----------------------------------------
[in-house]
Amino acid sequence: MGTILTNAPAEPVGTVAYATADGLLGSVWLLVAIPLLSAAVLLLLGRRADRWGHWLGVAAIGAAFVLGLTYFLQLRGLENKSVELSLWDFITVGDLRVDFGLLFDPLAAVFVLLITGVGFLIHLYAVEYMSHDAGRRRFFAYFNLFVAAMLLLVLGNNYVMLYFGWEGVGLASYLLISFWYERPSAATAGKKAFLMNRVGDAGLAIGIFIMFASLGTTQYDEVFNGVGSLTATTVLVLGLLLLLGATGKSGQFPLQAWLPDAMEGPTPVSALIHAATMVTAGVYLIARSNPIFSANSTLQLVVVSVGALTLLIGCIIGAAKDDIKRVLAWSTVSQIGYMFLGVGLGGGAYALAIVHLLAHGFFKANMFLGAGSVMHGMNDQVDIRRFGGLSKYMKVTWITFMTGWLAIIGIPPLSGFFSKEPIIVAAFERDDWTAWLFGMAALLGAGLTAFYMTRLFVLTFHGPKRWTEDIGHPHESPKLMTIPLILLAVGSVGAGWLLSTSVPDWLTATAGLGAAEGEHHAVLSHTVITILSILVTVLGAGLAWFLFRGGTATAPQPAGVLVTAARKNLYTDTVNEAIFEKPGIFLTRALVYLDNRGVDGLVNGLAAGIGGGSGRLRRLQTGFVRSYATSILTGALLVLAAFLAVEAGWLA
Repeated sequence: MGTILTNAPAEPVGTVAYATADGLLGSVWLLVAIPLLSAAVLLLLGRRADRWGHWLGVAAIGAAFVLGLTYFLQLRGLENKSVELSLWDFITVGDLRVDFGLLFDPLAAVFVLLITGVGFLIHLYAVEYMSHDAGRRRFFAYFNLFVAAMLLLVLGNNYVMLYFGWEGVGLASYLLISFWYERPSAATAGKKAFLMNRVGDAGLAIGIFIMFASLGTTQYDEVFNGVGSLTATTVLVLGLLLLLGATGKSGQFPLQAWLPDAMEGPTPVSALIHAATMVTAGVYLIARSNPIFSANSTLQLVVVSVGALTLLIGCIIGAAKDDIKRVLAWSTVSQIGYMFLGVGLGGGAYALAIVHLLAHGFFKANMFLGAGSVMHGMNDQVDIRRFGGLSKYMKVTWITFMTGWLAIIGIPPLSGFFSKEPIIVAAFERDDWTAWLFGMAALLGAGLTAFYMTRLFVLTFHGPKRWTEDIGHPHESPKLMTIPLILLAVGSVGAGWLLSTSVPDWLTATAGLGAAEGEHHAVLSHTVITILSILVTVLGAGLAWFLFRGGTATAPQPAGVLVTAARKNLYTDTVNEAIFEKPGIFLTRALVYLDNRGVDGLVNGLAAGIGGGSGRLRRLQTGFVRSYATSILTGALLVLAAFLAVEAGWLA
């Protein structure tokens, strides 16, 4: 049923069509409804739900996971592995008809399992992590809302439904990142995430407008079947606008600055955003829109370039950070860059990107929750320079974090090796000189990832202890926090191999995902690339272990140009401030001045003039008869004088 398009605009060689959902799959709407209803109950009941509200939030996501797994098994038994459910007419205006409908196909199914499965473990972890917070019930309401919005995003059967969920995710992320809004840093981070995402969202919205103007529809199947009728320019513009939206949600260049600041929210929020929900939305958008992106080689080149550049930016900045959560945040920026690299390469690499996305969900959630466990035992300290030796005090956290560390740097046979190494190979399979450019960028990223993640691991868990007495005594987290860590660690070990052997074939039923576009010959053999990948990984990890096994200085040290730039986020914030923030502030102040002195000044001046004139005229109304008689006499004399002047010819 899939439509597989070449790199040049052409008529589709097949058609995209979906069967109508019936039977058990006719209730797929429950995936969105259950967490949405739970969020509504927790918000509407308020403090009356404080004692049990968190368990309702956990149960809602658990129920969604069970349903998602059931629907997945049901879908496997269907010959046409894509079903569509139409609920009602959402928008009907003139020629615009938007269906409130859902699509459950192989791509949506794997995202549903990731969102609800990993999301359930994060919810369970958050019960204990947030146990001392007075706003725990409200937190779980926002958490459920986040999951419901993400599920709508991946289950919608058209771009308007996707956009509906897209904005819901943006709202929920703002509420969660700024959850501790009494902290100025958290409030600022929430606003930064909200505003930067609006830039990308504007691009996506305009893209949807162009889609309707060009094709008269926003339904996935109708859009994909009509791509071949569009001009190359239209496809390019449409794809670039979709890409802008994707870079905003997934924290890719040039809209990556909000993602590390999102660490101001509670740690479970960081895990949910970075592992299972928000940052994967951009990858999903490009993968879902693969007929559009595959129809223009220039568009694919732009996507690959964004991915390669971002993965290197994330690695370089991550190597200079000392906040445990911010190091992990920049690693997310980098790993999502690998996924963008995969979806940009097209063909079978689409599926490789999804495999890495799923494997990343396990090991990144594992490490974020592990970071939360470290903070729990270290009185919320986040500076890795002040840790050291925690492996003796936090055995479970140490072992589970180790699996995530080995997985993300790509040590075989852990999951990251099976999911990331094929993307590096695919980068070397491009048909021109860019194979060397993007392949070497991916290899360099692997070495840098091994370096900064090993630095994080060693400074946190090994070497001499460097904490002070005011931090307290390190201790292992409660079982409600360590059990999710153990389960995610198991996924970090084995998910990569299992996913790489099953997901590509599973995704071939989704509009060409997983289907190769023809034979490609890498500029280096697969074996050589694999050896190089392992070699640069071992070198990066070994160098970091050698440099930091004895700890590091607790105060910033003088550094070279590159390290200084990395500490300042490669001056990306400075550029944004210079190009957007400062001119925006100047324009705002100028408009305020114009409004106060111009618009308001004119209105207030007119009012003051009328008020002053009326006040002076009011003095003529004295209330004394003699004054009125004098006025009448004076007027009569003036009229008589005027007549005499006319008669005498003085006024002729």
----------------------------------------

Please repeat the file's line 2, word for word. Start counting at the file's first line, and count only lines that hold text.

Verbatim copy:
Amino acid sequence: MGTILTNAPAEPVGTVAYATADGLLGSVWLLVAIPLLSAAVLLLLGRRADRWGHWLGVAAIGAAFVLGLTYFLQLRGLENKSVELSLWDFITVGDLRVDFGLLFDPLAAVFVLLITGVGFLIHLYAVEYMSHDAGRRRFFAYFNLFVAAMLLLVLGNNYVMLYFGWEGVGLASYLLISFWYERPSAATAGKKAFLMNRVGDAGLAIGIFIMFASLGTTQYDEVFNGVGSLTATTVLVLGLLLLLGATGKSGQFPLQAWLPDAMEGPTPVSALIHAATMVTAGVYLIARSNPIFSANSTLQLVVVSVGALTLLIGCIIGAAKDDIKRVLAWSTVSQIGYMFLGVGLGGGAYALAIVHLLAHGFFKANMFLGAGSVMHGMNDQVDIRRFGGLSKYMKVTWITFMTGWLAIIGIPPLSGFFSKEPIIVAAFERDDWTAWLFGMAALLGAGLTAFYMTRLFVLTFHGPKRWTEDIGHPHESPKLMTIPLILLAVGSVGAGWLLSTSVPDWLTATAGLGAAEGEHHAVLSHTVITILSILVTVLGAGLAWFLFRGGTATAPQPAGVLVTAARKNLYTDTVNEAIFEKPGIFLTRALVYLDNRGVDGLVNGLAAGIGGGSGRLRRLQTGFVRSYATSILTGALLVLAAFLAVEAGWLA